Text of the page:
Google announced this morning that it had purchased JotSpot, one of the more creative wiki application companies out there. One of the huge benefits of this is that Jot’s capabilities will now have a large infrastructure and essentially be free to use. Hopefully Google won’t wait too long to integrate JotSpot into its other offerings, but I’m not holding my breath on that. Google has yet to integrate gmail, calendar, and it’s “Office” offerings onto a common platform. When they do, however, the addition of JotSpot will make the Google ‘platform’ a serious contender for those looking to put all their eggs in ‘the cloud’.
Last year’s dubious purchase of Skype by eBay for an ungodly sum is looking even more foolish today. Yesterday Yahoo! released the beta 7.5 version of Yahoo! Messenger with Voice. This update allows Yahoo!IM users to buy phone numbers, call out, call in, and generally function in a world similar to Skype without having another IM environment to deal with. Om Malik fills us in with some more details here.
Guy Kawasaki points us to a collection of charts that Karl Hartig has generated over time using all kinds of interesting data. Not only are some of these charts visually stunning, but they provide a way to show trending data in a more dramatic fashion. In other words, the data comes alive on these graphics. Definitely worth a look.
It’s hard to imagine Wal-Mart as anything but a clearing-house for goods made in China, India, and other developing countries. The retailer, however, has recently partnered with Aldus Equity Partners to build a small, but interesting venture capital fund. Since Wal-Mart is only investing a paltry $25 million in the fund, the real question is why Wal-Mart would even waste time and effort to move in this direction? Well, the fund is aimed at investing in small women and minority owned businesses, and Fortune believes the idea is to placate diversity advocates who have been a drag on the Wal-Mart image of late. Continue reading “Venture Capital investing and Wal-Mart”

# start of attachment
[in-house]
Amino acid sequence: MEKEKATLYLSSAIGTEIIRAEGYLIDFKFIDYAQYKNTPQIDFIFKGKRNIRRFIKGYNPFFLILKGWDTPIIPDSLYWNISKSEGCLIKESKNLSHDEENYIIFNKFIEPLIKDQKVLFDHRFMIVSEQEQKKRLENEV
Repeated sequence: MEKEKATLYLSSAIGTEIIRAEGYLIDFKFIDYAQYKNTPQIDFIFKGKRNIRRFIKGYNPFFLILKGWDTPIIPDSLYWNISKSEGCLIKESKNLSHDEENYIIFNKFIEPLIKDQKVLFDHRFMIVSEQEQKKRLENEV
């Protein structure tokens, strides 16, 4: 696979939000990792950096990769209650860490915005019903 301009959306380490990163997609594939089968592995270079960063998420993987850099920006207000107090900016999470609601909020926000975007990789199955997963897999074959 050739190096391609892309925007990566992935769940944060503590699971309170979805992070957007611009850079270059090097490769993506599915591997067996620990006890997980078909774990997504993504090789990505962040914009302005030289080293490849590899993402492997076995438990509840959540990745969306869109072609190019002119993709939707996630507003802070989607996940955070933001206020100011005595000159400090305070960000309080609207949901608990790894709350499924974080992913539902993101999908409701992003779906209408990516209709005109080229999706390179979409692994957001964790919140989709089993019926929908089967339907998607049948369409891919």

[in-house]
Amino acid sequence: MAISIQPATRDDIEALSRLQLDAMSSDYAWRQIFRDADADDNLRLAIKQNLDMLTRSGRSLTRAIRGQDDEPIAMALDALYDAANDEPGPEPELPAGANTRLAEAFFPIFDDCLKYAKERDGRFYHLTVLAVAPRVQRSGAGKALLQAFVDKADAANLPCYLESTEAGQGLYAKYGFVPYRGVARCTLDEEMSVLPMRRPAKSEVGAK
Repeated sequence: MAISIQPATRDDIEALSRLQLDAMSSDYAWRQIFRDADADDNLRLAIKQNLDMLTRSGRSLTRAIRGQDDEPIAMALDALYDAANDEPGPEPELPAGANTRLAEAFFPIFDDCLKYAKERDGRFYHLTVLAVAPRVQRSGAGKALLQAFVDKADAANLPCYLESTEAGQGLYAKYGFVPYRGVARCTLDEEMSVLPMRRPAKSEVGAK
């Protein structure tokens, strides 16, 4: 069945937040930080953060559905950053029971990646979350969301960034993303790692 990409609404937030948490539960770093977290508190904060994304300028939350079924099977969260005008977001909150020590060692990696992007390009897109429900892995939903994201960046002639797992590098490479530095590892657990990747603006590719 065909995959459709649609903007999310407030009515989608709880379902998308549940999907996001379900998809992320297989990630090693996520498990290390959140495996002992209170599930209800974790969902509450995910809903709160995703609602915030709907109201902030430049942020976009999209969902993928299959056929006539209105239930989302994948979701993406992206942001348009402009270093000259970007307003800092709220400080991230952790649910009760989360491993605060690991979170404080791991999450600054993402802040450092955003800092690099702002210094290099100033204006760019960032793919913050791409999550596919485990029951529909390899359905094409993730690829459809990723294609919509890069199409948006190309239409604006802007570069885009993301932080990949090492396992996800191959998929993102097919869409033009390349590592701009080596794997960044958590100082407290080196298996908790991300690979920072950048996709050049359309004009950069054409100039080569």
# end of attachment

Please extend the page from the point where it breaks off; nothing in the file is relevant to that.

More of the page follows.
Everyone, from high flying venture capitalist to your neighborhood banker, wants a startup to present them a business plan. In most instances the need to create a business plan doesn’t prove that the business is feasable, but it does prove to a good exercise in crystalizing the core ideas that drive a young company. David Cowan, a partner a Bessemer Ventures, has an interesting post on how NOT to write a business plan. Continue reading “Are business plans of any use?”